OTEZLA is an oral small-molecule inhibitor of phosphodiesterase 4 (PDE4) specific for cyclic adenosine monophosphate (cAMP). PDE4 inhibition results in increased intracellular cAMP levels which is thought to indirectly modulate the production of inflammatory mediators. The specific mechanism(s) by which OTEZLA exerts its therapeutic action in patients with psoriasis or psoriatic arthritis is not well defined.
OTEZLA is approved:
In the European Union:
- For the treatment of moderate-to-severe chronic plaque psoriasis in adult patients who failed to respond to or who have a contraindication to, or are intolerant to other systemic therapy including cyclosporine, methotrexate or psoralen and ultraviolet-A light (PUVA)
- Alone or in combination with Disease Modifying Antirheumatic Drugs (DMARDs), for the treatment of active psoriatic arthritis (PsA) in adult patients who have had an inadequate response or who have been intolerant to a prior DMARD therapy
- In the U.S. for the treatment of adults with active psoriatic arthritis and the treatment of patients with moderate to severe plaque psoriasis who are candidates for phototherapy or systemic therapy
- In Canada for the treatment of patients with moderate to severe plaque psoriasis who are candidates for phototherapy or systemic therapy
- For the treatment of signs and symptoms of active psoriatic arthritis in adult patients
- For the treatment of adult patients with moderate to severe plaque psoriasis who are candidates for phototherapy or systemic therapy
Important Safety Information (based on US labeling)
Otezla® (apremilast) is contraindicated in patients with a known hypersensitivity to apremilast or to any of the excipients in the formulation.
Warnings and Precautions
Depression: Treatment with OTEZLA is associated with an increase in adverse reactions of depression. During clinical trials, 1.0% (10/998) of patients treated with OTEZLA reported depression or depressed mood compared to 0.8% (4/495) treated with placebo; 0.3% (4/1441) of patients treated with OTEZLA discontinued treatment due to depression or depressed mood compared with none in placebo treated patients (0/495). Depression was reported as serious in 0.2% (3/1441) of patients exposed to OTEZLA, compared to none in placebo treated patients (0/495). Suicidal ideation and behavior were observed in 0.2% (3/1441) of patients on OTEZLA, compared to none on placebo (0/495). Two patients who received placebo committed suicide compared to none on OTEZLA.
Carefully weigh the risks and benefits of treatment with OTEZLA for patients with a history of depression and/or suicidal thoughts/behavior, or in patients who develop such symptoms while on OTEZLA. Patients, caregivers, and families should be advised of the need to be alert for the emergence or worsening of depression, suicidal thoughts or other mood changes, and they should contact their healthcare provider if such changes occur.
Weight Decrease: Body weight loss of 5-10% was reported in 10% of patients taking OTEZLA and in 3.3% of patients taking placebo. Monitor body weight regularly; evaluate unexplained or clinically significant weight loss, and consider discontinuation of OTEZLA.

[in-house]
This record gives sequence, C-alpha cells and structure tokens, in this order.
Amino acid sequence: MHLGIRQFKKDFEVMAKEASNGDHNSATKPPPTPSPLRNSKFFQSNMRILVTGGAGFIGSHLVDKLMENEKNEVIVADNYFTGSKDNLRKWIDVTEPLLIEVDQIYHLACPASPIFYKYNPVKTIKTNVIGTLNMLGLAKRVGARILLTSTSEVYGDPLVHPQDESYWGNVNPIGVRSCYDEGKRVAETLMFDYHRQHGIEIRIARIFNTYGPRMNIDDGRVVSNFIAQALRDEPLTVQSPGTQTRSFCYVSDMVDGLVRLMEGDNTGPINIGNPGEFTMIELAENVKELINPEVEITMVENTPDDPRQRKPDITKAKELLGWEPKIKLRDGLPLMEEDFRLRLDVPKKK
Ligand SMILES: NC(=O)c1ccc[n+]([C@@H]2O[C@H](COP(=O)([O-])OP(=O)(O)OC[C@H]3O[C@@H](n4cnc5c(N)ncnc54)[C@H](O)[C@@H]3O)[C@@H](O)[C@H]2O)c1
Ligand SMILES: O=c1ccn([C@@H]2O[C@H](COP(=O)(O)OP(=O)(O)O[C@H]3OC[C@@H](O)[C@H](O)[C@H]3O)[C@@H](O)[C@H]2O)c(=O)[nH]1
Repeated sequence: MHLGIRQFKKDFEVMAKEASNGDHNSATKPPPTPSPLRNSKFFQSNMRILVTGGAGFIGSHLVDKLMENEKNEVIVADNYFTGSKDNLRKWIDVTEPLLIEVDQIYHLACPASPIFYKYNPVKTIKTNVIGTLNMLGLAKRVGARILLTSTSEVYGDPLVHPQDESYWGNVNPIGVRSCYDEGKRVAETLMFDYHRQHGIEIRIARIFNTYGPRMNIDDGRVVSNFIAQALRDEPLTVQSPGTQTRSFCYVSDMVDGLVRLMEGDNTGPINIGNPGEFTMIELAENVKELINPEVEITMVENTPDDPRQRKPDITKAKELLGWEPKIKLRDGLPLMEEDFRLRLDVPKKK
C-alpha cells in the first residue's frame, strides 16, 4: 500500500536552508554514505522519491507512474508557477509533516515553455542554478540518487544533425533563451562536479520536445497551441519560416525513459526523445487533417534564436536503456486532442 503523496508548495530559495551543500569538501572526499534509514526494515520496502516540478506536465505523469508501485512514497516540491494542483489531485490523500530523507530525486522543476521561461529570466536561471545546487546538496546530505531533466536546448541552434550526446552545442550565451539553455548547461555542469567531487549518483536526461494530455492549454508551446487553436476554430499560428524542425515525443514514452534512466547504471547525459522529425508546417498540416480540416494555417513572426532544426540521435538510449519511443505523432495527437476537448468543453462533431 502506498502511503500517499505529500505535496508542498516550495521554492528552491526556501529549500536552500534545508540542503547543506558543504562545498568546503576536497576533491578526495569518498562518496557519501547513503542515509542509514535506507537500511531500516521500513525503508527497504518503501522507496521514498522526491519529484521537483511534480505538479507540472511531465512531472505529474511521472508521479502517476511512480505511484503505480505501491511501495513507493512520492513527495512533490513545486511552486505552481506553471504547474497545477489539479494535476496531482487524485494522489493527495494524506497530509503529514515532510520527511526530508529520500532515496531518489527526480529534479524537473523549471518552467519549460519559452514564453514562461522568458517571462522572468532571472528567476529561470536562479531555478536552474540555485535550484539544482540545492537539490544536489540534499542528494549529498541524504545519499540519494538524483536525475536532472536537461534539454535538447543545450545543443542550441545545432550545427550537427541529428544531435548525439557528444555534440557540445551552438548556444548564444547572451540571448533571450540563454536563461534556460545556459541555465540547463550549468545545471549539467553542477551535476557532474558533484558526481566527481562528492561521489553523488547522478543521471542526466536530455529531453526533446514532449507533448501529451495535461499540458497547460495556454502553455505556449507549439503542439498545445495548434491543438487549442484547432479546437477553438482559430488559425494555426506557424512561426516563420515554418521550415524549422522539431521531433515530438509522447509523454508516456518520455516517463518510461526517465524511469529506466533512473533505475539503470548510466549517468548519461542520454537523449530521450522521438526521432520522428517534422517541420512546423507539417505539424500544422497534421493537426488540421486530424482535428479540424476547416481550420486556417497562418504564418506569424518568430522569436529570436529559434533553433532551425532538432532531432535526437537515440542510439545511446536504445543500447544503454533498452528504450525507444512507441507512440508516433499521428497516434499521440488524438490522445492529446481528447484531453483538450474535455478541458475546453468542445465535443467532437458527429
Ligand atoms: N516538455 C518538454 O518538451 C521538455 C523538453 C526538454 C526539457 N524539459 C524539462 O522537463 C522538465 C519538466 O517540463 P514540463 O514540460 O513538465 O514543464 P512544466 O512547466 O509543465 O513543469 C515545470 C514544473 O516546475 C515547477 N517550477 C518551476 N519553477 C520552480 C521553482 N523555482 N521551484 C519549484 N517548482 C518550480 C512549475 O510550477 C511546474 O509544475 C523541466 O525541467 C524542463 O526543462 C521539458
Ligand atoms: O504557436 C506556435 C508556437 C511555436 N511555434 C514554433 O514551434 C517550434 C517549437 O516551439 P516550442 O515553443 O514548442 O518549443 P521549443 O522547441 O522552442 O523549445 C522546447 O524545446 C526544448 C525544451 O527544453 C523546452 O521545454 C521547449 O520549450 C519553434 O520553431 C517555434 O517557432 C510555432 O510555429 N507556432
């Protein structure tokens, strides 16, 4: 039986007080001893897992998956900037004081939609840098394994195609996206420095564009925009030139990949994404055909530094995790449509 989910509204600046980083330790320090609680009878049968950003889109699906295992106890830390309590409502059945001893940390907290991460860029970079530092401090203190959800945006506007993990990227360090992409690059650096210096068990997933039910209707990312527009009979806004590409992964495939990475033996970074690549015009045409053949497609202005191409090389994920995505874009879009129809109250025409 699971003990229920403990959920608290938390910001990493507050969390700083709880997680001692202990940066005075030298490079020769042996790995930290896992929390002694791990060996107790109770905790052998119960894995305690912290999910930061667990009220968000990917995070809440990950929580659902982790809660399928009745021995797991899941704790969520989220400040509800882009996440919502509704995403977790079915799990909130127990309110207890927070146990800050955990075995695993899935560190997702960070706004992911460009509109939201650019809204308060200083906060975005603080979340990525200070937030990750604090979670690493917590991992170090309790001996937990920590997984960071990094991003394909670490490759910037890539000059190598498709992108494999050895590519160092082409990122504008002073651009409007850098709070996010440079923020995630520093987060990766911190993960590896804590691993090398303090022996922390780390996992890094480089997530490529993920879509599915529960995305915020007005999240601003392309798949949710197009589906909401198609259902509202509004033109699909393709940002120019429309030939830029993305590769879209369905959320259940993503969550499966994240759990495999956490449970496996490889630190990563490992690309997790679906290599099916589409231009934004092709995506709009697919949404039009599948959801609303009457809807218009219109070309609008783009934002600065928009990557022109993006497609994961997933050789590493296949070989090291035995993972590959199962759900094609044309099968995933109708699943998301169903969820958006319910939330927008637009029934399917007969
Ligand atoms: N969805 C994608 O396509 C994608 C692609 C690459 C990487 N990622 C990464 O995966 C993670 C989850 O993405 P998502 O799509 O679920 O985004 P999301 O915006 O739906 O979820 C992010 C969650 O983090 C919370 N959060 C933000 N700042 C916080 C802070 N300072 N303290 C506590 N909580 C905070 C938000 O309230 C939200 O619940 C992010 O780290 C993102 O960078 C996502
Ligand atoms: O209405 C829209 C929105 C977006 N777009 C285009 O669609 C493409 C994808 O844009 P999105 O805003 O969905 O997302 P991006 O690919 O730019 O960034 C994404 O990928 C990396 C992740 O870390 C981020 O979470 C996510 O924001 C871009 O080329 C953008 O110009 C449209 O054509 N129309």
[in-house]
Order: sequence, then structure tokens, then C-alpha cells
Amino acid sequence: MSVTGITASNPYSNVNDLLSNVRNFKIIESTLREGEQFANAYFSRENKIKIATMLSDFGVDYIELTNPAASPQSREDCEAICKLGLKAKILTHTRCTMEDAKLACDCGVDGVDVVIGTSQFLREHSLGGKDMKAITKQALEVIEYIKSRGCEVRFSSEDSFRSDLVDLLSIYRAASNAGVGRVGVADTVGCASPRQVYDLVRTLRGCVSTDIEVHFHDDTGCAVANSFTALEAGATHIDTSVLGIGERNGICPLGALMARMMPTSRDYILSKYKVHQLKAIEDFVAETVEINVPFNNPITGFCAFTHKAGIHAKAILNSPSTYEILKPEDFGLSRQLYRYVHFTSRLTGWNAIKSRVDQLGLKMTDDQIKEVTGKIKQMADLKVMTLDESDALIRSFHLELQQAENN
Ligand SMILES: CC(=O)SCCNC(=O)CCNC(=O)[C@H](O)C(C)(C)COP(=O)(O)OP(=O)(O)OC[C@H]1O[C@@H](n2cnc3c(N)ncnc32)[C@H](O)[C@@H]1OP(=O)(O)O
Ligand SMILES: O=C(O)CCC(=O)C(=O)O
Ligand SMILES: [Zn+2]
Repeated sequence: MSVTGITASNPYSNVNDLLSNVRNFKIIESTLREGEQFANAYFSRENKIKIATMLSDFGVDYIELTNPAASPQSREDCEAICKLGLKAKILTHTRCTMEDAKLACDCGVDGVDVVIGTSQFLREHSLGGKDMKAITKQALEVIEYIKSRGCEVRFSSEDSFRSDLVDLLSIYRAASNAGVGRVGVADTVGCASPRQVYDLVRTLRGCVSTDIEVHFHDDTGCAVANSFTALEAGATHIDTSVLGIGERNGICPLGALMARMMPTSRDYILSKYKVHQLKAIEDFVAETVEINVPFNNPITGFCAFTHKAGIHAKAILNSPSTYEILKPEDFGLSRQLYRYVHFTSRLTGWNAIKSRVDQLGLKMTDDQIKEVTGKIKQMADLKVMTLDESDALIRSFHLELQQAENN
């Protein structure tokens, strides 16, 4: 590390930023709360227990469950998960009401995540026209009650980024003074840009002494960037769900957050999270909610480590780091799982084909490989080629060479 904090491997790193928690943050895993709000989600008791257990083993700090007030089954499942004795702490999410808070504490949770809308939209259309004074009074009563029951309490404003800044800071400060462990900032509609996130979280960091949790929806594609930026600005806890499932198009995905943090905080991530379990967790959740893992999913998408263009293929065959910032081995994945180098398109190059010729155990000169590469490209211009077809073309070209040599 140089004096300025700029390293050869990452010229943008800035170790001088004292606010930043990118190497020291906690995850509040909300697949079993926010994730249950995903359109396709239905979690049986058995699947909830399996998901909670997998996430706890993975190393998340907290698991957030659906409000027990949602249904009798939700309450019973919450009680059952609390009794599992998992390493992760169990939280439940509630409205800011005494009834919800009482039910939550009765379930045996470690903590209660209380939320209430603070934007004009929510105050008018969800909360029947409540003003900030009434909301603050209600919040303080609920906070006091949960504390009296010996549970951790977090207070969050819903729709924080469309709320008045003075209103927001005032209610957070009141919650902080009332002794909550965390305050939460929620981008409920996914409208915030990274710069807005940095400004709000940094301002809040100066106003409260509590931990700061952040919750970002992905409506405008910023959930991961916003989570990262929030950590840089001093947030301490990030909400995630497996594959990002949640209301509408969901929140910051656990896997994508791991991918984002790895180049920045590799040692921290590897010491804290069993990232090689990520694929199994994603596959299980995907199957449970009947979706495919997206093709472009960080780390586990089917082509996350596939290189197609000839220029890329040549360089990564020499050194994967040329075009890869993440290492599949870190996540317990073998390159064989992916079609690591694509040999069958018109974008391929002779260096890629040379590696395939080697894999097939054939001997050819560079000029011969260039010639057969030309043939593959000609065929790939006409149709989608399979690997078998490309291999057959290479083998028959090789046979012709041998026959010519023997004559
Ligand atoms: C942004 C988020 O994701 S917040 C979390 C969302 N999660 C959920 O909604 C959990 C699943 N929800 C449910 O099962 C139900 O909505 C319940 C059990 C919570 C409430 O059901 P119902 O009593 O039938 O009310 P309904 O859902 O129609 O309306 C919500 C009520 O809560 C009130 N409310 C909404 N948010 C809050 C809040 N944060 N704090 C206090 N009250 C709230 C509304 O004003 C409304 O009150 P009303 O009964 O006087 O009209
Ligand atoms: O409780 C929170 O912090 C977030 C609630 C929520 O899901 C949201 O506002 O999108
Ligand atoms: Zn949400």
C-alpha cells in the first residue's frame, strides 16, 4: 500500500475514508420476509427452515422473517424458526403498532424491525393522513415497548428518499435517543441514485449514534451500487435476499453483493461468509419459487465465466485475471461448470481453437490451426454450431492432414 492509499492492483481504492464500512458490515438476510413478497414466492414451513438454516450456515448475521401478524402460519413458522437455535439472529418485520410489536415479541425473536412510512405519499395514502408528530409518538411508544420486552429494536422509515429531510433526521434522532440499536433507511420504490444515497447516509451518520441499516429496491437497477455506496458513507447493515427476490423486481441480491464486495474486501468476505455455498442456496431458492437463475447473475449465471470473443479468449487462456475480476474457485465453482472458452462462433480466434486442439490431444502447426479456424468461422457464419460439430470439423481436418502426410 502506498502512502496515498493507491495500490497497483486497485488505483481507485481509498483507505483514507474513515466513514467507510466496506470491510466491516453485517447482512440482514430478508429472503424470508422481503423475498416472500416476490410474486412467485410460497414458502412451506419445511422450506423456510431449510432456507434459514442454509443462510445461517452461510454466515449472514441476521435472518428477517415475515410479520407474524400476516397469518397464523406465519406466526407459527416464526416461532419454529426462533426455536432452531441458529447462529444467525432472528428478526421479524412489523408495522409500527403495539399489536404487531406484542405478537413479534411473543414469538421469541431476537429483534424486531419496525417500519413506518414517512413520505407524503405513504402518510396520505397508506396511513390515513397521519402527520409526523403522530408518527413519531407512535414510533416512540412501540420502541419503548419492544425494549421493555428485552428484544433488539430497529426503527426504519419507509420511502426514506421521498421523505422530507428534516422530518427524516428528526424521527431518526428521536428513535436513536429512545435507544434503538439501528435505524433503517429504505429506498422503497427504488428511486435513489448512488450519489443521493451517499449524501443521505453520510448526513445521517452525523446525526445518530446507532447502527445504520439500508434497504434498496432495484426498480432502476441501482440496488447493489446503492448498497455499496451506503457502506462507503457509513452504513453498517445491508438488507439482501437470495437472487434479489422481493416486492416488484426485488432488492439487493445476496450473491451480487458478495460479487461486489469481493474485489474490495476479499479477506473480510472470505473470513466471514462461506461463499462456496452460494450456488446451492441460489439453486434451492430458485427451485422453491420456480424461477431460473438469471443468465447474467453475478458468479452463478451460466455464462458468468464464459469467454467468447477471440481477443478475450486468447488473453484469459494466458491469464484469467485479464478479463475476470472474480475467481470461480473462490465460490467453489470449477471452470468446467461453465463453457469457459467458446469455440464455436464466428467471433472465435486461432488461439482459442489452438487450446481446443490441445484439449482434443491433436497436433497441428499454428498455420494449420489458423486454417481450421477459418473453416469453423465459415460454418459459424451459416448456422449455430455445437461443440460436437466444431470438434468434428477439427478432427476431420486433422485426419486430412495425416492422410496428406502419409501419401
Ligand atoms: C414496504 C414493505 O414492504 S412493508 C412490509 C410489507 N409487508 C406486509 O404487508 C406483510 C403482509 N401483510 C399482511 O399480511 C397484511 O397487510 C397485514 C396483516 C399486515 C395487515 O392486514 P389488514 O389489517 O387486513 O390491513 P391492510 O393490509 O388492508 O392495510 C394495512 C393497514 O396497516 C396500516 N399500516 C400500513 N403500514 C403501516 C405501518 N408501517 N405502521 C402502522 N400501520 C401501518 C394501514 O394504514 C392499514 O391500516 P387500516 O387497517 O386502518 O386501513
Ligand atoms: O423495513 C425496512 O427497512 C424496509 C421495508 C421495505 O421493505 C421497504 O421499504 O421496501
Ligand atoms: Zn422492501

Drug Interactions: Apremilast exposure was decreased when OTEZLA was co-administered with rifampin, a strong CYP450 enzyme inducer; loss of OTEZLA efficacy may occur. Concomitant use of OTEZLA with CYP450 enzyme inducers (eg, rifampin, phenobarbital, carbamazepine, phenytoin) is not recommended.
Adverse reactions reported in at least 2% of patients taking OTEZLA, that occurred at a frequency at least 1% higher than that observed in patients taking placebo, for up to 16 weeks (after the initial 5-day titration), were (OTEZLA%, placebo%): diarrhea (7.7, 1.6); nausea (8.9, 3.1); headache (5.9, 2.2); upper respiratory tract infection (3.9, 1.8); vomiting (3.2, 0.4); nasopharyngitis (2.6, 1.6); upper abdominal pain (2.0, 0.2).
Use in Specific Populations
Pregnancy and Nursing Mothers: OTEZLA is Pregnancy Category C; it has not been studied in pregnant women. Use during pregnancy only if the potential benefit justifies the potential risk to the fetus. It is not known whether apremilast or its metabolites are present in human milk. Caution should be exercised when OTEZLA is administered to a nursing woman.
Renal Impairment: OTEZLA dosage should be reduced in patients with severe renal impairment (creatinine clearance less than 30 mL/min); for details, see Dosage and Administration, Section 2, in the Full Prescribing Information.
Please click here for Full Prescribing Information.
Celgene International Sàrl, located in Boudry, Switzerland, is a wholly-owned subsidiary and international headquarters of Celgene Corporation. Celgene Corporation, headquartered in Summit, New Jersey, is an integrated global pharmaceutical company engaged primarily in the discovery, development and commercialization of innovative therapies for the treatment of cancer and inflammatory diseases through gene and protein regulation. For more information, please visit www.celgene.com. Follow Celgene on Social Media: @Celgene, Pinterest, LinkedIn and YouTube.